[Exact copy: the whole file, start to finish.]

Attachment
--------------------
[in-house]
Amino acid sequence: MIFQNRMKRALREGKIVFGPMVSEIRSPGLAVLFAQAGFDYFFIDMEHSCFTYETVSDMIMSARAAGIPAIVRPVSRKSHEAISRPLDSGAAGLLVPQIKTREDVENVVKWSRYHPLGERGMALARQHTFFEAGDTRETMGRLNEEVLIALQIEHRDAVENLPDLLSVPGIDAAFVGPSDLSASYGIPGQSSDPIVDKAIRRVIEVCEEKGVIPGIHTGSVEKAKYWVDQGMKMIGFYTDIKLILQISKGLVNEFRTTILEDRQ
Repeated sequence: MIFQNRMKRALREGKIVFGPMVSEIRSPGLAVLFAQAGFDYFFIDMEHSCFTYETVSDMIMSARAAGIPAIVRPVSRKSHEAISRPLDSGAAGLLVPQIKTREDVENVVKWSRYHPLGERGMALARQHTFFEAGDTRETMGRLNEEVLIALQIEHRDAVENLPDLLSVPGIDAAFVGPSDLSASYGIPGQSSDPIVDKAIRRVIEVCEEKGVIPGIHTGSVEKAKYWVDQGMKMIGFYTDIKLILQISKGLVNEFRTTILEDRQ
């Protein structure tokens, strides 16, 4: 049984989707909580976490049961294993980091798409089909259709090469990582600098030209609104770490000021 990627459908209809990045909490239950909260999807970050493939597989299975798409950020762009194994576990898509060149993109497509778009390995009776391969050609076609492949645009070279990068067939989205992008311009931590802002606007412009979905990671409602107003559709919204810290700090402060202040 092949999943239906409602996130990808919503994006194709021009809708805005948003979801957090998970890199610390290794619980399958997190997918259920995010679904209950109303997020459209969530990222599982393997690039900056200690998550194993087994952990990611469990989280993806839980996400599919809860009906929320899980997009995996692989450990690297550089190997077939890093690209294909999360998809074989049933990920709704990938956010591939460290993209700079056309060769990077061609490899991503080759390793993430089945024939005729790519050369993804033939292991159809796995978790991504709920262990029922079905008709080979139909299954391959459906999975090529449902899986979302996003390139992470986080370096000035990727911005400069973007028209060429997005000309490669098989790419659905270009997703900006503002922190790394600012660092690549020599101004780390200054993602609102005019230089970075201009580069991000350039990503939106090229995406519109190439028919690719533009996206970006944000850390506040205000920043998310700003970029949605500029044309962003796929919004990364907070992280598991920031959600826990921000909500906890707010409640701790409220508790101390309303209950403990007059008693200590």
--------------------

[in-house]
Amino acid sequence: MIFQNRMKRALREGKIVFGPMVSEIRSPGLAVLFAQAGFDYFFIDMEHSCFTYETVSDMIMSARAAGIPAIVRPVSRKSHEAISRPLDSGAAGLLVPQIKTREDVENVVKWSRYHPLGERGMALARQHTFFEAGDTRETMGRLNEEVLIALQIEHRDAVENLPDLLSVPGIDAAFVGPSDLSASYGIPGQSSDPIVDKAIRRVIEVCEEKGVIPGIHTGSVEKAKYWVDQGMKMIGFYTDIKLILQISKGLVNEFRTTILEDRQ
Repeated sequence: MIFQNRMKRALREGKIVFGPMVSEIRSPGLAVLFAQAGFDYFFIDMEHSCFTYETVSDMIMSARAAGIPAIVRPVSRKSHEAISRPLDSGAAGLLVPQIKTREDVENVVKWSRYHPLGERGMALARQHTFFEAGDTRETMGRLNEEVLIALQIEHRDAVENLPDLLSVPGIDAAFVGPSDLSASYGIPGQSSDPIVDKAIRRVIEVCEEKGVIPGIHTGSVEKAKYWVDQGMKMIGFYTDIKLILQISKGLVNEFRTTILEDRQ
């Protein structure tokens, strides 16, 4: 049984989707909580976490049961294993980091798409089909259709090469990582600098030209609104770490000021 990627459908209809990045909490239950909260999807970050493939597989299975798409950020762009194994576990898509060149993109497509778009390995009776391969050609076609492949645009070279990068067939989205992008311009931590802002606007412009979905990671409602107003559709919204810290700090402060202040 092949999943239906409602996130990808919503994006194709021009809708805005948003979801957090998970890199610390290794619980399958997190997918259920995010679904209950109303997020459209969530990222599982393997690039900056200690998550194993087994952990990611469990989280993806839980996400599919809860009906929320899980997009995996692989450990690297550089190997077939890093690209294909999360998809074989049933990920709704990938956010591939460290993209700079056309060769990077061609490899991503080759390793993430089945024939005729790519050369993804033939292991159809796995978790991504709920262990029922079905008709080979139909299954391959459906999975090529449902899986979302996003390139992470986080370096000035990727911005400069973007028209060429997005000309490669098989790419659905270009997703900006503002922190790394600012660092690549020599101004780390200054993602609102005019230089970075201009580069991000350039990503939106090229995406519109190439028919690719533009996206970006944000850390506040205000920043998310700003970029949605500029044309962003796929919004990364907070992280598991920031959600826990921000909500906890707010409640701790409220508790101390309303209950403990007059008693200590």